How Many Calories Are You Really Burning in the Gym?

by Anthony J. Yeung
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How Many Calories Are You Really Burning in the Gym?

“Calories.” Who knew one word could carry so much weight?

Whether you’re trying to get lean, maintain your weight or bulk up, you need to know how many calories you’re consuming and burning. Yet, while it’s easy to count calories in our diet, it’s hard to estimate how many we’re actually burning in the gym.

If you want to truly achieve your goals, you need to understand how many calories you’re really burning each session — that way, you know if you’re doing too little or too much. Unfortunately, what your cardio machine says isn’t always accurate.

In fact, many cardio machines inflate the number of calories you burn. Why? Because they usually take into account your weight and your age only, instead of also including additional factors like fitness level and body composition. A study from the University of California, San Francisco found:

In this article, we’ll break down popular exercise methods and how many calories you’ll actually burn. Use these guidelines to get a better estimate of how much work you’re actually doing every 30 minutes.


Before we dive into various exercises, here are some important things to consider:

  • Your basal metabolic rate (BMR) is the number of calories your body requires to carry out daily functions — and accounts for 50–70% of the energy your body uses.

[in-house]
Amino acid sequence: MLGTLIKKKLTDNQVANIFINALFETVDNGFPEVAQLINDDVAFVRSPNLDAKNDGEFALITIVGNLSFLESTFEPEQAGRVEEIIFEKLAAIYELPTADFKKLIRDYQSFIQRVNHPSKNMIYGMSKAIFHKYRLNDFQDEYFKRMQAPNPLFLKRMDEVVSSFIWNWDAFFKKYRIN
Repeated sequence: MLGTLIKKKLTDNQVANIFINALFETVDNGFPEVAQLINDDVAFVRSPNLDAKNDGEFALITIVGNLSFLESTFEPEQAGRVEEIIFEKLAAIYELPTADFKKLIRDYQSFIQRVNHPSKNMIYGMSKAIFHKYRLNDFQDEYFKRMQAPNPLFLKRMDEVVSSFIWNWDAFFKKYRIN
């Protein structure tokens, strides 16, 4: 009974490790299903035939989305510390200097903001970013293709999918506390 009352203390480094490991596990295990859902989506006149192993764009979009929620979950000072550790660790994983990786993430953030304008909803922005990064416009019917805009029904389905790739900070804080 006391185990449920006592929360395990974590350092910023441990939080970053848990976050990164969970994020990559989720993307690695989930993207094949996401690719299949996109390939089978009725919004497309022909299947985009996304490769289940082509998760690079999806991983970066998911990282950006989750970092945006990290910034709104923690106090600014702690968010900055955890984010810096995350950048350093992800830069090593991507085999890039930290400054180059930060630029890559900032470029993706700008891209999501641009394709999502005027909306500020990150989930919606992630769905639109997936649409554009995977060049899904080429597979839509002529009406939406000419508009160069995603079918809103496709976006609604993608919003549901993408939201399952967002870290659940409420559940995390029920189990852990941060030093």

• The more muscle mass you have, the more calories you burn even at rest.
  • Physical activity produces heat in your body, called “thermic effect.” It’s the second largest contributor to calorie expenditure at 20%.
  • There are approximately 3,500 calories in one pound of fat.



In March 2017, Harvard Health Publishing released data on dozens of common activities and their calories burned within 30 minutes for people of varying weights. Here are some of the best in no particular order:

  • Running on the treadmill
  • Stationary biking
  • Swimming
  • Circuit training
  • Vigorous weight lifting

Read on to see how many calories you’ll actually burn from these exercises. (The lower end of each range is for a 125-pound person and the higher end is for a 185-pound person.)

Begin Slideshow

*Calorie burn based on 150-pound person

About the Author

Anthony J. Yeung

Anthony, a certified strength and conditioning specialist, is a fitness expert at Esquire, GQ and Men’s Health and gets guys in shape for their wedding at GroomBuilder.


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